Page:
Health visitors play key role in tackling relationship problems reported by one in five new mothers

More than one in five new mothers experience relationship problems, according to a study published in the latest issue of Journal of Advanced Nursing.

In the study, led by John Simons of the London School of Hygiene and Tropical Medicine, 450 women were screened by 25 health visitors who had received special training to enable them to identify and support new mothers who were experiencing relationship problems. Each health visitor had attended a four-day course run by One Plus One, which creates practical training and resources for health care professionals.

The study, funded by the Lord Chancellor's Department, showed that 22 per cent of the women reported relationship problems at the six-to-eight-week check-up. In most cases the health visitor was able to help simply by acting as a sympathetic listener and source of practical advice.

Over a quarter of the mothers said that they had frequently experienced at least one of the eight serious relationship flaws presented in the screening questionnaire. Some of the more serious problems raised during interviews with the health visitors included domestic violence and being abandoned by their partner.

A questionnaire completed by 351 of the women at the 12-week check-up showed that 40 per cent had discussed relationship problems with their health visitor.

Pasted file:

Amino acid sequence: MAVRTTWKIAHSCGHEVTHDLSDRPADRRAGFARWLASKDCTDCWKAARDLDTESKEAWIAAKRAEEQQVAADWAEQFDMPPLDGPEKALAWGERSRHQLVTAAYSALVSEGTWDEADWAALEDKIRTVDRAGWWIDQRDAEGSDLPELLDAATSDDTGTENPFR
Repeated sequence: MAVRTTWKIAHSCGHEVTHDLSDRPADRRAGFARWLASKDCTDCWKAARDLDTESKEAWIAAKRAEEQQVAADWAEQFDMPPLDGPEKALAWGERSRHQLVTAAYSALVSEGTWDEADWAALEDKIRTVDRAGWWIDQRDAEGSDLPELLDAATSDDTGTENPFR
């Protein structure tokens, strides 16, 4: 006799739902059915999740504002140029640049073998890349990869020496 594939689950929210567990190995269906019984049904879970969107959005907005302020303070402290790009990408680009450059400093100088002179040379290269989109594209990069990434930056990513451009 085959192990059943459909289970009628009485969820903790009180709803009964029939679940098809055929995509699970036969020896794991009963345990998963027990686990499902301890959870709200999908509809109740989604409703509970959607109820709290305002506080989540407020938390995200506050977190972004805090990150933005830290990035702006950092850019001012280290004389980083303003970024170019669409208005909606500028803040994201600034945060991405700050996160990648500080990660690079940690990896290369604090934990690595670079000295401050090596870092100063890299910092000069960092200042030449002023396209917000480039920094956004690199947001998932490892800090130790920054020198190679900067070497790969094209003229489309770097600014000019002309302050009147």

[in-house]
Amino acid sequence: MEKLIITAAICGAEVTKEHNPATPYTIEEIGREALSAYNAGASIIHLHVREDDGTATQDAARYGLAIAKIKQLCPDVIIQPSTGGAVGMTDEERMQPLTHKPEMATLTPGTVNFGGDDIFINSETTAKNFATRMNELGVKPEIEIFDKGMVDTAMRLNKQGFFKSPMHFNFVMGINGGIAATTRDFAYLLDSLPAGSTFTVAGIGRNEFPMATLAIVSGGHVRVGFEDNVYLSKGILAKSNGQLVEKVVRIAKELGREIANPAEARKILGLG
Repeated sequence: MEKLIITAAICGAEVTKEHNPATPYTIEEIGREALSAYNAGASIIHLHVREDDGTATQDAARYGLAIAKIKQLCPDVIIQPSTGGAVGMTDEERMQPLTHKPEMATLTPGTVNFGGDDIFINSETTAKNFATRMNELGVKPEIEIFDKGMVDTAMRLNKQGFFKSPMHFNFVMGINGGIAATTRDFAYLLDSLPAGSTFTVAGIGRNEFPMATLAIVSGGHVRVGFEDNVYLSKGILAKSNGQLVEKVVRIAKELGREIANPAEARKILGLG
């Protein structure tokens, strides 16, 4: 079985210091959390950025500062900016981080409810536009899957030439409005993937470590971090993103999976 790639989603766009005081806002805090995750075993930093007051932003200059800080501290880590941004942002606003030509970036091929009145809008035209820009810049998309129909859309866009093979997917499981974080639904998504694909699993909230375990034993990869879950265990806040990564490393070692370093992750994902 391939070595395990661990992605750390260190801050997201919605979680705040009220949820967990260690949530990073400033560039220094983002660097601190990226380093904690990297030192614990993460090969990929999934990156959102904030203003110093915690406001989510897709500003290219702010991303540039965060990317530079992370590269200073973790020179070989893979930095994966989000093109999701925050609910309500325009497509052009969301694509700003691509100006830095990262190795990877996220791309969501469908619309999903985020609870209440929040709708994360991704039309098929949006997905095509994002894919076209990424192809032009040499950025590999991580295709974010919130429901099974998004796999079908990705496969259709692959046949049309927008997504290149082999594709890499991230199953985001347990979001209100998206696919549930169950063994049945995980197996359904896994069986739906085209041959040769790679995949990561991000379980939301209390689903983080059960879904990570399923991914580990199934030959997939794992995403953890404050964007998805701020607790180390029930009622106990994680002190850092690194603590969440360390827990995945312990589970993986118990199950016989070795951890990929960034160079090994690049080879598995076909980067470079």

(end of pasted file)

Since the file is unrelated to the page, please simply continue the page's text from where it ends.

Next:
More than a quarter (26 per cent) said that they felt less depressed, anxious or worried as a result of talking to their health visitor.

Although 60 per cent of the health visitors who took part in the study were concerned about the time required for screening, given current staff resources, almost all felt that the procedure had been of great value in revealing relationship problems.

More than two-thirds of the health visitors felt that the process had encouraged mothers to talk about problems that otherwise would not have been revealed.

"The stress of looking after a new baby may cause or intensify tensions between parents that can affect both their own well-being and the welfare of the child" says John Simons.

"Our study shows that specially trained health visitors can provide support that is valued by mothers during what can be a difficult period. Despite concerns about adding to existing workloads and time pressures, most health visitors felt that this initiative enabled them to improve their contribution to family welfare."


For further information and a copy of the full paper contact:
Annette Whibley
Wizard Communications
01926 330504

Notes to editors:

  • How the health visitor can help when problems between parents add to postnatal stress was co-authored by John Simons and Linda Morison of the London School of Hygiene & Tropical Medicine and Jenny Reynolds and Joe Mannion of One Plus One. It appears in Journal of Advanced Nursing, volume 44.4, pages 400 to 411, published November 2003.
  • The funding from the Lord Chancellor's Department was awarded as part of its Marriage and Relationship Support initiative.
  • Founded in 1976, Journal of Advanced Nursing is read by senior nurses, midwives, health visitors and advanced nursing students in over 80 countries. It informs, educates, explores, debates and challenges the foundations of nursing health care knowledge and practice worldwide. Edited by Professor Alison Tierney, it is published 24 times a year by Blackwell Publishing Ltd, part of the international Blackwell Publishing group.
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